|Wednesday, February 13
Bucs are making Notre Dame look good
By Mark Kreidler
Special to ESPN.com
Memo to the good denizens of Notre Dame: Rest easy. Your epic search for the next great Fighting Irish football coach no longer commands the page. No more cheap jokes, no more easy one-liners (not on an hourly basis, anyway). You can exhale. You've been replaced.
I don't want to say things have gotten bad in Bucville, but on Tuesday the head coach at Maryland, Ralph Friedgen, withdrew his name from consideration for the Tampa Bay job before the Good Ship Glazer had taken a moment to actually offer it to him. You get pre-emptively rejected by a college coach with just one full year at the helm (no matter how good Friedgen is), you're awfully close to running aground.
With Notre Dame, the talk around campus was mostly fixated on the idea that the Irish supporters had a higher opinion of their program than did the current crop of coaches available to lead it. Then came George "Johnny Heisman" O'Leary, and that was pretty much all she wrote.
But with Tampa, we're going in a different direction altogether. Forget inflated self-assessment; these guys just scare people.
The Glazers have suddenly raised dysfunctionality to an art form, assuming such a thing is possible. (We won't even discuss desirable.) The Friedgen flirtation, which came after the Marvin Lewis debacle, which came after the Jon Gruden collapse, which came after the Bill Parcells stunner, was commenced, conducted and ultimately concluded without so much as a peep of input from Bucs GM Rich McKay.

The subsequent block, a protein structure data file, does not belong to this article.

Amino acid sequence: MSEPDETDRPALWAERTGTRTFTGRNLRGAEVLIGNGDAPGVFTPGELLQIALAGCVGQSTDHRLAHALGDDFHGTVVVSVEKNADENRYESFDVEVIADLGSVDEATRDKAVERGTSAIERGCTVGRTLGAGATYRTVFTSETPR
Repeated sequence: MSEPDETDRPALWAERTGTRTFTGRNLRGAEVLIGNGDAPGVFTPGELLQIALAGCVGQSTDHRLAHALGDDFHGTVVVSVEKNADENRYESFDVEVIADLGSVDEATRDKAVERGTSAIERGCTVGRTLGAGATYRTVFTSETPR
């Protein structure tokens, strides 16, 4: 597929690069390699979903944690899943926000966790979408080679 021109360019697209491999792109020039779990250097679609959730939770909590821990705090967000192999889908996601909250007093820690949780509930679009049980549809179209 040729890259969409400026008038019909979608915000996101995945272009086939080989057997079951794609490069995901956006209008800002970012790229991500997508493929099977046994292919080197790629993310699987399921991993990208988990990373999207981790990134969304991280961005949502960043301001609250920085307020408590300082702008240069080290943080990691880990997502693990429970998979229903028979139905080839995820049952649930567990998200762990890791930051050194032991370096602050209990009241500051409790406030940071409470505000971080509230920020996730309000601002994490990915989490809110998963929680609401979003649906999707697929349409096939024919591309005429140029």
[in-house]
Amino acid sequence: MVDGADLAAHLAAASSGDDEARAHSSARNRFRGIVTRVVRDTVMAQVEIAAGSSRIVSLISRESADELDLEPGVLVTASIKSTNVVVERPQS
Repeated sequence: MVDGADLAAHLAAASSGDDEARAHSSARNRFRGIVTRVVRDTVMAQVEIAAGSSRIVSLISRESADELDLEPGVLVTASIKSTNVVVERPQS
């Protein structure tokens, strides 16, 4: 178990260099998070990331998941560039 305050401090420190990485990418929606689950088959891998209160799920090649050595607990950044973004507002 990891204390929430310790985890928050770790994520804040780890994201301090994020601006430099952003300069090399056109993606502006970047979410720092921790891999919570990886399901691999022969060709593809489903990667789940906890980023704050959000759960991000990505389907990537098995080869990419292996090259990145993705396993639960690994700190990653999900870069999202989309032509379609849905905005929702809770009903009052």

McKay thus is said by those closely reporting the story in the Tampa and St. Petersburg newspapers to be considering resigning. Gee, ya think? Dealing with the Glazers sounds every bit as fun as an extended one-on-one with the neighborhood tax auditor.
Joel and Ed undercut McKay once already, when they strung out futile negotiations with Oakland owner Al Davis for the right to hire Gruden while McKay had Lewis cooling his heels in Baltimore, waiting for a call. Once the Gruden thing fell through, the Glazers brought in Lewis for a protracted interview that was so transparently going nowhere that Lewis later told McKay it was obvious the men were never seriously considering hiring him.
Lewis is African-American, but let's not get carried away: The Bucs are making doofuses out of themselves regardless of race, color or credo. Whatever limitations Tony Dungy may have suggested as a head coach, he stands as a towering monument of competence when compared with the circus sideshow going on right now.
(Has Dungy ever looked better professionally, by the way? The man guides his team into postseason after postseason, gets dumped in the aftermath of a first-round defeat and lands softly in Indianapolis, where his defense-minded approach seems such a good fit with a Colts franchise itching to take a step forward. Meanwhile, his former organization falls apart as though he were the toothpick at the bottom that had entirely held the model together. Not a bad epitaph, if that's what you're going for.)
It's no fun saying Tampa Bay stinks, because that's the old news. The Bucs were an NFL cocktail-party joke for long enough. Their climb to respectability over the past several seasons, a rise predicated in large measure on the work of Dungy and McKay, has been a great story for pro football. There's no joy in watching a team slip right back down the sinkhole after the work it took to get out in the first place.
But sinkhole, here we come. You look back now, and Parcells doesn't appear a cold-footed flip-flopper nearly so much as he resembles a calculating professional who went to Tampa, took a close look at an operation that was beginning to sputter and smoke, and decided that not even the Mighty Bill could make things right.
That's not necessarily exactly what Parcells was thinking, mind you, but it sure is possible. Put it this way: If GlazerMania is enough to scare off Ralph Friedgen from far away, imagine what it must be like up close. Sleep well, Notre Dame. You're officially off the hook.
Mark Kreidler of the Sacramento Bee is a regular contributor to ESPN.com.